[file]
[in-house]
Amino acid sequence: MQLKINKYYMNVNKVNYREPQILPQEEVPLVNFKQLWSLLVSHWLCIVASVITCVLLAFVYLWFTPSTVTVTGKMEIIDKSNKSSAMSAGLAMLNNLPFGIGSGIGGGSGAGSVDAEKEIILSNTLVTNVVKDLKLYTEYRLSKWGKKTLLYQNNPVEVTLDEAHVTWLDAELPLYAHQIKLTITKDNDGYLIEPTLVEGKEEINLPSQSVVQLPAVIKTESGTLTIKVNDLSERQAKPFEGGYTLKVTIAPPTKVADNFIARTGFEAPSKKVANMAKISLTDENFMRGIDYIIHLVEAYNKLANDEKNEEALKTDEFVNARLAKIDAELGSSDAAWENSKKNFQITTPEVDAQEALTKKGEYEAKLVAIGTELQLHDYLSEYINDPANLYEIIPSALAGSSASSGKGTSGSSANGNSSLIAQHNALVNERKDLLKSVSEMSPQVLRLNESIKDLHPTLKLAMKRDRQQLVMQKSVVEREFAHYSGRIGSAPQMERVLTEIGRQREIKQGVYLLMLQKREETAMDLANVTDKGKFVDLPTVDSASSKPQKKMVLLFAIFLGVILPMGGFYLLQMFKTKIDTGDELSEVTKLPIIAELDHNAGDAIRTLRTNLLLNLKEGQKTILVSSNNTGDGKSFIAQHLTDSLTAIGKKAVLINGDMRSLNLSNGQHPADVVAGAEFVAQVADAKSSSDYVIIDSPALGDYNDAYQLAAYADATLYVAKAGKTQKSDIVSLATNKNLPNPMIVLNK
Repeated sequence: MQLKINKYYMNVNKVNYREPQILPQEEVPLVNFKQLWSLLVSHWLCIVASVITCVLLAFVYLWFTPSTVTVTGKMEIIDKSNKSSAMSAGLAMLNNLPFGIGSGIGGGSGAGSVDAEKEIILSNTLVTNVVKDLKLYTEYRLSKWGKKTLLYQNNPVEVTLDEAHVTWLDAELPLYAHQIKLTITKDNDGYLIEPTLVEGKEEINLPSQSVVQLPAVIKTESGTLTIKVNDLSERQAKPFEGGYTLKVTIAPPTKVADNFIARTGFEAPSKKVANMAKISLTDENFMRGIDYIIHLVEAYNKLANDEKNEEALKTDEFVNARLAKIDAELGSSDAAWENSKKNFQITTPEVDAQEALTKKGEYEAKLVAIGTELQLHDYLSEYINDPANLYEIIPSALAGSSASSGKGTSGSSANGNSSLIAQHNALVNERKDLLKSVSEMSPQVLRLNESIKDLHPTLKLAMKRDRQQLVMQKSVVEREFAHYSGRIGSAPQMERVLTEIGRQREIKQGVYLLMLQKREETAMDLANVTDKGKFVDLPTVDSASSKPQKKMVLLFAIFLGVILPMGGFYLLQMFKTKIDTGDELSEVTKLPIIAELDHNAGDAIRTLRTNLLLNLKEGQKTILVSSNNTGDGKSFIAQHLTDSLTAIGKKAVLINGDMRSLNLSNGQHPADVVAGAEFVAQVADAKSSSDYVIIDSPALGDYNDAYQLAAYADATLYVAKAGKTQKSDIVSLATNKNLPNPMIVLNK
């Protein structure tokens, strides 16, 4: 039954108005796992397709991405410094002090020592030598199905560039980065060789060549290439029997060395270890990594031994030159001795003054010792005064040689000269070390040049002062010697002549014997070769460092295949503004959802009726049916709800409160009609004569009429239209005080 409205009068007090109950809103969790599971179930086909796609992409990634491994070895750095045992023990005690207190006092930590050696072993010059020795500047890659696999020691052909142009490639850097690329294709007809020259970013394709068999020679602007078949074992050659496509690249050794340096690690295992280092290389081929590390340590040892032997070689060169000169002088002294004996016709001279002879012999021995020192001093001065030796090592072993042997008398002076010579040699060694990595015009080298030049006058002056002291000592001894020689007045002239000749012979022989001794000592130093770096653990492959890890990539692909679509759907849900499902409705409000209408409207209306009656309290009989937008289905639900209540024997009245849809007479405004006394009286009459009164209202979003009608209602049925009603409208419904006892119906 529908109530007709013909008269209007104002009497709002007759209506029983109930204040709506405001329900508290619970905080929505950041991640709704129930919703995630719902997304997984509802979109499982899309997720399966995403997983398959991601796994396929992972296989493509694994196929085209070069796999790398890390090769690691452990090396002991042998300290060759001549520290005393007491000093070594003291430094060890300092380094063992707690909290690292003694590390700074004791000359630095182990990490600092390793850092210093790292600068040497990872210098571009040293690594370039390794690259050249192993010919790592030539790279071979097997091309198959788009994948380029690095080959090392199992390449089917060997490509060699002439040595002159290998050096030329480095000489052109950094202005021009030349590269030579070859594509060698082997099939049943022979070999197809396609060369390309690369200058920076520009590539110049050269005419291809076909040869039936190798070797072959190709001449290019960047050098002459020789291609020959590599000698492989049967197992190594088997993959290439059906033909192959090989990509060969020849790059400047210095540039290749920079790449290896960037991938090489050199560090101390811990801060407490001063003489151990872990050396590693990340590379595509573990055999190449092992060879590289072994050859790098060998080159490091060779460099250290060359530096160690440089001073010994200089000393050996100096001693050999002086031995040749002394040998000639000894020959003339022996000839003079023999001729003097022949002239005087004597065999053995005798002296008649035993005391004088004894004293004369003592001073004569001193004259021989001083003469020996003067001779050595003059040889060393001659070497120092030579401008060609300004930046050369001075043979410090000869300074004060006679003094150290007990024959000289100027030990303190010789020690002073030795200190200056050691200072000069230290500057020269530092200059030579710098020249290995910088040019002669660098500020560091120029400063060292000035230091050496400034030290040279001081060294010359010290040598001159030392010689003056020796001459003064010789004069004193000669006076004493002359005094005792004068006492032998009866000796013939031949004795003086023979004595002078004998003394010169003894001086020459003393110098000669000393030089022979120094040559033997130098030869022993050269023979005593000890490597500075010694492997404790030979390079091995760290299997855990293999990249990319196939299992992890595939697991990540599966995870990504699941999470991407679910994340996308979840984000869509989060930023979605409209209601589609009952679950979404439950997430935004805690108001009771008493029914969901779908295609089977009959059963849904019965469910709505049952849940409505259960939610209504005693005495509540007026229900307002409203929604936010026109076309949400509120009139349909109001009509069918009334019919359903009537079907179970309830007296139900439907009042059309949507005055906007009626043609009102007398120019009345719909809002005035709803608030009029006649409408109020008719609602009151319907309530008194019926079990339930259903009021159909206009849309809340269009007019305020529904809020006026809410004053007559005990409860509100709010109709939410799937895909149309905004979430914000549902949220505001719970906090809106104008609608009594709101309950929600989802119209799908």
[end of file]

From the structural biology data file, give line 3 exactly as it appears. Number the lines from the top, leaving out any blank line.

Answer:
Repeated sequence: MQLKINKYYMNVNKVNYREPQILPQEEVPLVNFKQLWSLLVSHWLCIVASVITCVLLAFVYLWFTPSTVTVTGKMEIIDKSNKSSAMSAGLAMLNNLPFGIGSGIGGGSGAGSVDAEKEIILSNTLVTNVVKDLKLYTEYRLSKWGKKTLLYQNNPVEVTLDEAHVTWLDAELPLYAHQIKLTITKDNDGYLIEPTLVEGKEEINLPSQSVVQLPAVIKTESGTLTIKVNDLSERQAKPFEGGYTLKVTIAPPTKVADNFIARTGFEAPSKKVANMAKISLTDENFMRGIDYIIHLVEAYNKLANDEKNEEALKTDEFVNARLAKIDAELGSSDAAWENSKKNFQITTPEVDAQEALTKKGEYEAKLVAIGTELQLHDYLSEYINDPANLYEIIPSALAGSSASSGKGTSGSSANGNSSLIAQHNALVNERKDLLKSVSEMSPQVLRLNESIKDLHPTLKLAMKRDRQQLVMQKSVVEREFAHYSGRIGSAPQMERVLTEIGRQREIKQGVYLLMLQKREETAMDLANVTDKGKFVDLPTVDSASSKPQKKMVLLFAIFLGVILPMGGFYLLQMFKTKIDTGDELSEVTKLPIIAELDHNAGDAIRTLRTNLLLNLKEGQKTILVSSNNTGDGKSFIAQHLTDSLTAIGKKAVLINGDMRSLNLSNGQHPADVVAGAEFVAQVADAKSSSDYVIIDSPALGDYNDAYQLAAYADATLYVAKAGKTQKSDIVSLATNKNLPNPMIVLNK